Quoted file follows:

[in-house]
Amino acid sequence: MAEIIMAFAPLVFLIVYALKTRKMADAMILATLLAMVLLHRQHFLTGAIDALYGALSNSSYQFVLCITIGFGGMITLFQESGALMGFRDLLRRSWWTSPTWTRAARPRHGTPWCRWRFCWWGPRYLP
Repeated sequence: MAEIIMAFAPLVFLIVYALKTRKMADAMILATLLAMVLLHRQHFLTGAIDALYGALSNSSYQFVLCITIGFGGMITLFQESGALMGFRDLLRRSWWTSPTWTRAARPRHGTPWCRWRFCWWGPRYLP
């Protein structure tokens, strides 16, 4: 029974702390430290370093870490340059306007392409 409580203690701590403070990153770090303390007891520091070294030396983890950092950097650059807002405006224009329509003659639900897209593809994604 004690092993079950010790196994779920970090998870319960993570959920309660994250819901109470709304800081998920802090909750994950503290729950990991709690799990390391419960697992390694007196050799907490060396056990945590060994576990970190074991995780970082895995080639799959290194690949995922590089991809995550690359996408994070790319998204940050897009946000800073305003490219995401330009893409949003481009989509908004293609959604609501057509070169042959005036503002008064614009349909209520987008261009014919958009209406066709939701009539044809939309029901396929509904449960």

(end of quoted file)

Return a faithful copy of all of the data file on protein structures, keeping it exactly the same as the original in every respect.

[in-house]
Amino acid sequence: MAEIIMAFAPLVFLIVYALKTRKMADAMILATLLAMVLLHRQHFLTGAIDALYGALSNSSYQFVLCITIGFGGMITLFQESGALMGFRDLLRRSWWTSPTWTRAARPRHGTPWCRWRFCWWGPRYLP
Repeated sequence: MAEIIMAFAPLVFLIVYALKTRKMADAMILATLLAMVLLHRQHFLTGAIDALYGALSNSSYQFVLCITIGFGGMITLFQESGALMGFRDLLRRSWWTSPTWTRAARPRHGTPWCRWRFCWWGPRYLP
């Protein structure tokens, strides 16, 4: 029974702390430290370093870490340059306007392409 409580203690701590403070990153770090303390007891520091070294030396983890950092950097650059807002405006224009329509003659639900897209593809994604 004690092993079950010790196994779920970090998870319960993570959920309660994250819901109470709304800081998920802090909750994950503290729950990991709690799990390391419960697992390694007196050799907490060396056990945590060994576990970190074991995780970082895995080639799959290194690949995922590089991809995550690359996408994070790319998204940050897009946000800073305003490219995401330009893409949003481009989509908004293609959604609501057509070169042959005036503002008064614009349909209520987008261009014919958009209406066709939701009539044809939309029901396929509904449960």